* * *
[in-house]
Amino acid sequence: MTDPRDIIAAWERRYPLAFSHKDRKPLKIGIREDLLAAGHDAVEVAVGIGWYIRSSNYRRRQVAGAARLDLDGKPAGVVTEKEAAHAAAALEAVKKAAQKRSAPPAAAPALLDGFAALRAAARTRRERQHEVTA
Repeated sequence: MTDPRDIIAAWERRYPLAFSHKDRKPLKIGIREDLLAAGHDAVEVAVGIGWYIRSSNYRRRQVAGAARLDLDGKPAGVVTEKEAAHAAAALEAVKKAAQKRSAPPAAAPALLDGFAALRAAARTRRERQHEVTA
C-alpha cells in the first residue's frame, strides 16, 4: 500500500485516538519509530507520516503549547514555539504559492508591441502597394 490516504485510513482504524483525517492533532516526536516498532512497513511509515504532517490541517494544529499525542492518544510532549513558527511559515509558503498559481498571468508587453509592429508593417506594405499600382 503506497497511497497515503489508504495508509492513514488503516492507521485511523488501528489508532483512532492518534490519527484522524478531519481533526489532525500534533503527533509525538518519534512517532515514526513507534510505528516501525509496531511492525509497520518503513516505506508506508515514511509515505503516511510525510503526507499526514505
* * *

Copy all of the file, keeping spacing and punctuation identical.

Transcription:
[in-house]
Amino acid sequence: MTDPRDIIAAWERRYPLAFSHKDRKPLKIGIREDLLAAGHDAVEVAVGIGWYIRSSNYRRRQVAGAARLDLDGKPAGVVTEKEAAHAAAALEAVKKAAQKRSAPPAAAPALLDGFAALRAAARTRRERQHEVTA
Repeated sequence: MTDPRDIIAAWERRYPLAFSHKDRKPLKIGIREDLLAAGHDAVEVAVGIGWYIRSSNYRRRQVAGAARLDLDGKPAGVVTEKEAAHAAAALEAVKKAAQKRSAPPAAAPALLDGFAALRAAARTRRERQHEVTA
C-alpha cells in the first residue's frame, strides 16, 4: 500500500485516538519509530507520516503549547514555539504559492508591441502597394 490516504485510513482504524483525517492533532516526536516498532512497513511509515504532517490541517494544529499525542492518544510532549513558527511559515509558503498559481498571468508587453509592429508593417506594405499600382 503506497497511497497515503489508504495508509492513514488503516492507521485511523488501528489508532483512532492518534490519527484522524478531519481533526489532525500534533503527533509525538518519534512517532515514526513507534510505528516501525509496531511492525509497520518503513516505506508506508515514511509515505503516511510525510503526507499526514505